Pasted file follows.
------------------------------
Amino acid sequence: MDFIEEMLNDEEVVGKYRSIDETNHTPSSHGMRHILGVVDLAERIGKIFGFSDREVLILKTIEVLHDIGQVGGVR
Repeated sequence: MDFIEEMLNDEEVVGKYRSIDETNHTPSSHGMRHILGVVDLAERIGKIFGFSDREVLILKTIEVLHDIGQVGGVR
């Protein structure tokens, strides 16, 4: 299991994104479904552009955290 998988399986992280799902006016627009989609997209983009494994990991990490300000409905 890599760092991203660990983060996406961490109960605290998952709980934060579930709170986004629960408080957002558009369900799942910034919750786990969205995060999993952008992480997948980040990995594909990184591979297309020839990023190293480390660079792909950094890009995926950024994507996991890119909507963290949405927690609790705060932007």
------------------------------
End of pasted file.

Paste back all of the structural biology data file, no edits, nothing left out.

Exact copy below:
Amino acid sequence: MDFIEEMLNDEEVVGKYRSIDETNHTPSSHGMRHILGVVDLAERIGKIFGFSDREVLILKTIEVLHDIGQVGGVR
Repeated sequence: MDFIEEMLNDEEVVGKYRSIDETNHTPSSHGMRHILGVVDLAERIGKIFGFSDREVLILKTIEVLHDIGQVGGVR
């Protein structure tokens, strides 16, 4: 299991994104479904552009955290 998988399986992280799902006016627009989609997209983009494994990991990490300000409905 890599760092991203660990983060996406961490109960605290998952709980934060579930709170986004629960408080957002558009369900799942910034919750786990969205995060999993952008992480997948980040990995594909990184591979297309020839990023190293480390660079792909950094890009995926950024994507996991890119909507963290949405927690609790705060932007």